2022 Commercial Sockeye Season Summary in BCPublished on
The summer of 2022 is supposed to be a bumper season for both Pink and Sockeye Salmon in BC rivers, with one veteran Indigenous fisherman reporting the biggest catches of sockeye in decades. Meanwhile, Bob Chamberlin, chairman of the First Nations Wild Salmon Alliance, said thousands of pink salmon are in Central Coast rivers after years of minimal returns. Commercial fishers and wild Salmon advocates also celebrate large returns of the Salmon to BC waters.
Fisheries and Oceans Canada spokesperson Lara Sloan said departmental observations indicated big returns of sockeye to the Skeena River. For 2022, DFO is taking a more precautionary approach toward managing impacts of commercial fisheries on stocks of conservation concern including smaller wild Sockeye populations, Chum and Steelhead returning to the Skeena River. DFO’s median forecast of Fraser River Sockeye in 2022 is around 9.7 million compared to around 2.5 million Sockeye returned in 2021.
Optimism over an expected bumper season for wild British Columbia sockeye salmon has turned to distress, after a regulatory body's estimate of returns to the Fraser River dropped by nearly half this week. The Pacific Salmon Commission's pre-season estimate of 9.7 million returning fish went down to 5.5 million Monday, prompting environmentalists and fishers alike to express concern.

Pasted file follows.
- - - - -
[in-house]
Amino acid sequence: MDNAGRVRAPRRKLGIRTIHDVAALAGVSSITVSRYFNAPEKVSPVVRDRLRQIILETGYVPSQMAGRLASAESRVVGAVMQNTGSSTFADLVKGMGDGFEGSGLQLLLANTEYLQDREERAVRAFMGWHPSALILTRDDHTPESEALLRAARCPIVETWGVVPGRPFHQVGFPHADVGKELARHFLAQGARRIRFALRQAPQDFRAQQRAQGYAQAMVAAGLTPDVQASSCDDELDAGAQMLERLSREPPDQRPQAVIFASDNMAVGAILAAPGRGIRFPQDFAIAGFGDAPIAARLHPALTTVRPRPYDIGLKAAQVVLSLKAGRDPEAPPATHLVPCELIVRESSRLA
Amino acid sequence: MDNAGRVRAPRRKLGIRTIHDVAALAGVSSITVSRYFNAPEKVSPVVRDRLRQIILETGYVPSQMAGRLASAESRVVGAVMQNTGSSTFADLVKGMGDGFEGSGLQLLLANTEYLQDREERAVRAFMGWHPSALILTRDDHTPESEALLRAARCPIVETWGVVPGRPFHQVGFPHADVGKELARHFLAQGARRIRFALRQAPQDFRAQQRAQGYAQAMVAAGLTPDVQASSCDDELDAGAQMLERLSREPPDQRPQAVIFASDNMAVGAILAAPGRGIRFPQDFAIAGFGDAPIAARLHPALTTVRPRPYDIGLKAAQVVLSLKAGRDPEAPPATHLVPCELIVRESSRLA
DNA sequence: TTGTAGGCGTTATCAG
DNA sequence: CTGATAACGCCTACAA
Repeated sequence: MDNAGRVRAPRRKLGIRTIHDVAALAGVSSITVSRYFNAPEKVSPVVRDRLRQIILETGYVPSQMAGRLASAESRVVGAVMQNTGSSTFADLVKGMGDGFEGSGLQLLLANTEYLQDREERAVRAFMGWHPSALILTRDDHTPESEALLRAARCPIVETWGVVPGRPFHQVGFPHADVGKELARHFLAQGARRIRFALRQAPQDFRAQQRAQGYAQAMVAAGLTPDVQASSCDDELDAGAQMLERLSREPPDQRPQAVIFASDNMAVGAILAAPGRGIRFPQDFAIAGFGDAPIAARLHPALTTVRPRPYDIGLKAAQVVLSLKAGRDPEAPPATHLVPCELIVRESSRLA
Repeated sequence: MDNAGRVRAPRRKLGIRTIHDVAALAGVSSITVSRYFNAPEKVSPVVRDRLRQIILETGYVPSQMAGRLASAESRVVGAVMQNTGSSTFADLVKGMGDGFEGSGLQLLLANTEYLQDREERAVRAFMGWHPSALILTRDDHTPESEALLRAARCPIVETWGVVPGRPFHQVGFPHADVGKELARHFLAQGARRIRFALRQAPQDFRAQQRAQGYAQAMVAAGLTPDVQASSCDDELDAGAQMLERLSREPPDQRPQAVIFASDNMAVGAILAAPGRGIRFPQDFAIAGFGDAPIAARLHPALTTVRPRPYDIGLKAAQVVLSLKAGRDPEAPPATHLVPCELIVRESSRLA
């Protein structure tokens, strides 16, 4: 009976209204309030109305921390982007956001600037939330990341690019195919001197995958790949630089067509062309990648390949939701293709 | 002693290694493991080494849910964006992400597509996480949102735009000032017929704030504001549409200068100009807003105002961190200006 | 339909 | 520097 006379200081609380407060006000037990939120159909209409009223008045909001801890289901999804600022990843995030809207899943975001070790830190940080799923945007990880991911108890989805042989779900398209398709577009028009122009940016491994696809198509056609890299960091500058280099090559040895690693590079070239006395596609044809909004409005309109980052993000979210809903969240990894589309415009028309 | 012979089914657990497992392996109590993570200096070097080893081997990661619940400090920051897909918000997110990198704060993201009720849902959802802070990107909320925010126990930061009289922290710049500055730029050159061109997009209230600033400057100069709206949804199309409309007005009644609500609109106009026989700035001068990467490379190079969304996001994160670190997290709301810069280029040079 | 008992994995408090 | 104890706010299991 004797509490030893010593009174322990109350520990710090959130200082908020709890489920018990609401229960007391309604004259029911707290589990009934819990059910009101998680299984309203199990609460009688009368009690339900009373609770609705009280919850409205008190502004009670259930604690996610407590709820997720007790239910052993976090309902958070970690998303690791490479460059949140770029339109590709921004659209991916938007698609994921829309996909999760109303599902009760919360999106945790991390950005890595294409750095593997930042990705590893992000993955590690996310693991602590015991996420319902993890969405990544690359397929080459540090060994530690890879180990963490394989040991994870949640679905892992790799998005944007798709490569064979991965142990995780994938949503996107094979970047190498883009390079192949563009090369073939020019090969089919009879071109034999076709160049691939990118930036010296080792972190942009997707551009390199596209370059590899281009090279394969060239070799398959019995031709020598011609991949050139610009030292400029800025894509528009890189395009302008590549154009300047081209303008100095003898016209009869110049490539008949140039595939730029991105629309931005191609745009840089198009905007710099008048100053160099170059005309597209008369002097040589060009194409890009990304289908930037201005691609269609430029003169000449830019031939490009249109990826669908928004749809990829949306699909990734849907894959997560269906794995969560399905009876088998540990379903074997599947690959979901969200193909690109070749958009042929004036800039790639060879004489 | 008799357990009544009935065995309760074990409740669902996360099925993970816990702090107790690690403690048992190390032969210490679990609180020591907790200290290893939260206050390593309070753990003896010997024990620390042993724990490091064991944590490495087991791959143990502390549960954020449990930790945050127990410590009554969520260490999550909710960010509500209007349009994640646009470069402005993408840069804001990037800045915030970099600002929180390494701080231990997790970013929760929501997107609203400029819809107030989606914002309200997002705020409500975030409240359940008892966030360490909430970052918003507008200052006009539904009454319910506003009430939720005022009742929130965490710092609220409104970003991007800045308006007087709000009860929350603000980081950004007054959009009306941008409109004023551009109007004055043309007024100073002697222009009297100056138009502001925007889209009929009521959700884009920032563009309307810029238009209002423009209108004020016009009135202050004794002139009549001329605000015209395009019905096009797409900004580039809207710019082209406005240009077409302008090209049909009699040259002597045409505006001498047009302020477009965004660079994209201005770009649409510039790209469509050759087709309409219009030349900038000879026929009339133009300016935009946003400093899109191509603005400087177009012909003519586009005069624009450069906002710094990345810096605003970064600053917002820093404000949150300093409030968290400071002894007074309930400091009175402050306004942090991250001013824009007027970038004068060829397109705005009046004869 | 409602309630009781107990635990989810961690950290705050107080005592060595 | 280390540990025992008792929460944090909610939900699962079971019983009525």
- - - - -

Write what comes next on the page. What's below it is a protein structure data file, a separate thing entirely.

It came days after a less-conservative estimate sparked tension between U.S. and Canadian officials. The commission, which was created jointly by the United States and Canada to manage Pacific Salmon stocks, estimated last Thursday that the run would be 7.2 million before dropping that figure further.
While the U.S. accepted the commission's assessment last week and allowed its Sockeye fisheries to open over the weekend, Canada's Fisheries Department urged a more conservative count and Canadian fisheries remained closed. Island fishers are expressing frustration after being left at the dock, forced to stay home due to a Canadian government decision to close commercial fishing on the Fraser sockeye run while American fleets were given the green light to fish on the other side of the border. According to conservationists, the Canadian government made the right call, erring on the side of projected low returns of sockeye.